Despite being the baby of the Element line, the i is still a very capable machine: dual-core ARM9 processor, ESS Sabre ES9028 Pro DAC, dual low phase noise oscillators, XMOS USB input handling up to 384kHz PCM or quad-rate DSD, your choice of Ethernet or wireless connectivity, and a fairly potent headphone stage able to push over 1300mW into 33 Ohm loads. The Matrix is Roon Ready but also supports AirPlay, Spotify Connect, and DLNA. Matrix lets us stream from a NAS as well as play files directly from a USB storage device. It truly does fit a variety of use cases.
The dedicated MA Remote app controls the DLNA-driven action. This lets us access our music files (either on local storage or via network share) and also supports streaming from Tidal or Qobuz. The experience is reminiscent of BubbleUPnP: perfectly adequate if not quite earth-shattering. MA Remote also has a mode that aims to emulate a typical hardware remote, covering the usual bases like volume control, input selection, etc. For those who prefer a more tactile experience, an actual hardware remote is also included, but MA Remote is still needed for initial setup and music selection.
Alternatively, we can use Roon to stream music to the Element i — an ideal one-box Roon endpoint, handling everything from network bridging to D-to-A conversion to headphone amplification (or preamplification when using active speakers). True, you will need a Roon server somewhere on the network, but that task is easily accomplished by a spare laptop, NUC, or even a reasonably powerful NAS. This kind of setup keeps any general-purpose computing device in the other room where it belongs.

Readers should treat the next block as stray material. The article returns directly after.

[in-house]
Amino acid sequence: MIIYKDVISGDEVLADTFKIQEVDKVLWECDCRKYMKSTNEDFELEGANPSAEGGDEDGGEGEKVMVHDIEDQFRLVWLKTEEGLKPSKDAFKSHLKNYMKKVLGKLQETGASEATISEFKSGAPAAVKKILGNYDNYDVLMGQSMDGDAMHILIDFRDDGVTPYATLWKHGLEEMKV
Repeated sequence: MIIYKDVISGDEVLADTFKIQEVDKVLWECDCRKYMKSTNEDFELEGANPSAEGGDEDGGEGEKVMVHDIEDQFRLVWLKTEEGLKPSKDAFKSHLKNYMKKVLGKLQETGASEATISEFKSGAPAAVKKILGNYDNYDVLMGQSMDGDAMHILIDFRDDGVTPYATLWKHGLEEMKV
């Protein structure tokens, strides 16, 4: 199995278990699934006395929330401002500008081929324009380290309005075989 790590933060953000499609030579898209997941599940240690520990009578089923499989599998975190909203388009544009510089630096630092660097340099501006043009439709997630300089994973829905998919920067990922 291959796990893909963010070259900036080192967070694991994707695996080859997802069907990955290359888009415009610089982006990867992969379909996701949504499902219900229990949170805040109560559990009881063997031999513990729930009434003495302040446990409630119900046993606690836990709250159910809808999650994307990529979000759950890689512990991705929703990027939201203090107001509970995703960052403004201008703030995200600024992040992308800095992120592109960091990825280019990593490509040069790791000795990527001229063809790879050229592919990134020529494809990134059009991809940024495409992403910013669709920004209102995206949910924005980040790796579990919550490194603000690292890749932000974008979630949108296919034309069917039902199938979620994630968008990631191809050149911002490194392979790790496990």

Since the main draw of the Element i is its ability to function as a true all-in-one system, that’s exactly how I used it. My Asustor NAS served as Roon Server as I streamed a selection of favorite tracks from my own library as well as Qobuz and Tidal. Monitoring was done via the integrated headphone output, feeding the Campfire Audio Cascade (US$799) or an older example of Audeze’s LCD-2 (US$999). I also used several of my favorite custom in-ear monitors: the 64 Audio A18t (US$2999) and the Radioso triple hybrid from Korean firm AME Customs (US$1600). Connections were made via Audio Art cables, with balanced power coming from an Equi=Core 1800 conditioner.
The Matrix Element i’s sound is built around insight and nuance. A sense of neutral clarity prevails, with exemplary detail retrieval but also just enough tonal richness to sidestep a high pixel count’s analysis. It’s a matter-of-fact presentation that couldn’t be described as cold, flat, two-dimensional, thin or overly jazzed with transients. A front-row seat it is not.
Thankfully, the Matrix Element i does indeed do it right. It digs deep, unearthing subtle nuances on everything from Opeth’s Ghost Reveries to Midnight Love by Marvin Gaye. Brush work and cymbals are rendered in a particularly convincing manner, and I love the feeling of “projection” for both male and female vocals – there’s a sense of energy and immediacy that makes the experience feel lifelike. The unique flavors of my favorite vocal artists are well represented across the board: familiar figures like Alison Krauss and Freddie Mercury, but also Adam Turla (Murder By Death), Chhom Nimol (Dengue Fever), and Arleigh Kincheloe (Sister Sparrow & The Dirty Birds), all beautifully presented with their distinctive over/tones.